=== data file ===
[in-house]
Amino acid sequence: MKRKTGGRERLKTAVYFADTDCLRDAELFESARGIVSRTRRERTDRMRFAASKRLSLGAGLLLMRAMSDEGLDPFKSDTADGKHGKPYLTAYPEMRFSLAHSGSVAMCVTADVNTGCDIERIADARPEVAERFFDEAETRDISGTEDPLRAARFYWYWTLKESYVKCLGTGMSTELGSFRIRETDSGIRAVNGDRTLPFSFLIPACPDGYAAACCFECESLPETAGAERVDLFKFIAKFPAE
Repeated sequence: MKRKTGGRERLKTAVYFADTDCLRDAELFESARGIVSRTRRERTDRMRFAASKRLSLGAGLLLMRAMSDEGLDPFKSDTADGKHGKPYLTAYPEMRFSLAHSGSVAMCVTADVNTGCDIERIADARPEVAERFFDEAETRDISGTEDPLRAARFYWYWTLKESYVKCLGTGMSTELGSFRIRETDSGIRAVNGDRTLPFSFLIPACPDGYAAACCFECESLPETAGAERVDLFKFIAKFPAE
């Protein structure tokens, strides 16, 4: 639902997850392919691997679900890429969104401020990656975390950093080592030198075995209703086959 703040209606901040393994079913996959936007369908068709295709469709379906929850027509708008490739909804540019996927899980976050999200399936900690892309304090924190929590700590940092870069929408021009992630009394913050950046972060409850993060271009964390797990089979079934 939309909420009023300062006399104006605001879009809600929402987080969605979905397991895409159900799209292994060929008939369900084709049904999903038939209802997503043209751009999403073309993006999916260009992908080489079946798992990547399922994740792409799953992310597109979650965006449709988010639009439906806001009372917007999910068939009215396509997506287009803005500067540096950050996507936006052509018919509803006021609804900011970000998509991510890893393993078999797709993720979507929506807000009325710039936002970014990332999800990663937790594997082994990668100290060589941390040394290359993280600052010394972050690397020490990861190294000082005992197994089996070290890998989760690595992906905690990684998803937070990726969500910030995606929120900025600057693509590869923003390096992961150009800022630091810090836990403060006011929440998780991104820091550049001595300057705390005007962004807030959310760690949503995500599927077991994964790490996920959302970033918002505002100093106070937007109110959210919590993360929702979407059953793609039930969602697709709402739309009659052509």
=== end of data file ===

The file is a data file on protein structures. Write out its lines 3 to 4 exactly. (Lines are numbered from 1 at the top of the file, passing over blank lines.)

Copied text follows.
Repeated sequence: MKRKTGGRERLKTAVYFADTDCLRDAELFESARGIVSRTRRERTDRMRFAASKRLSLGAGLLLMRAMSDEGLDPFKSDTADGKHGKPYLTAYPEMRFSLAHSGSVAMCVTADVNTGCDIERIADARPEVAERFFDEAETRDISGTEDPLRAARFYWYWTLKESYVKCLGTGMSTELGSFRIRETDSGIRAVNGDRTLPFSFLIPACPDGYAAACCFECESLPETAGAERVDLFKFIAKFPAE
């Protein structure tokens, strides 16, 4: 639902997850392919691997679900890429969104401020990656975390950093080592030198075995209703086959 703040209606901040393994079913996959936007369908068709295709469709379906929850027509708008490739909804540019996927899980976050999200399936900690892309304090924190929590700590940092870069929408021009992630009394913050950046972060409850993060271009964390797990089979079934 939309909420009023300062006399104006605001879009809600929402987080969605979905397991895409159900799209292994060929008939369900084709049904999903038939209802997503043209751009999403073309993006999916260009992908080489079946798992990547399922994740792409799953992310597109979650965006449709988010639009439906806001009372917007999910068939009215396509997506287009803005500067540096950050996507936006052509018919509803006021609804900011970000998509991510890893393993078999797709993720979507929506807000009325710039936002970014990332999800990663937790594997082994990668100290060589941390040394290359993280600052010394972050690397020490990861190294000082005992197994089996070290890998989760690595992906905690990684998803937070990726969500910030995606929120900025600057693509590869923003390096992961150009800022630091810090836990403060006011929440998780991104820091550049001595300057705390005007962004807030959310760690949503995500599927077991994964790490996920959302970033918002505002100093106070937007109110959210919590993360929702979407059953793609039930969602697709709402739309009659052509």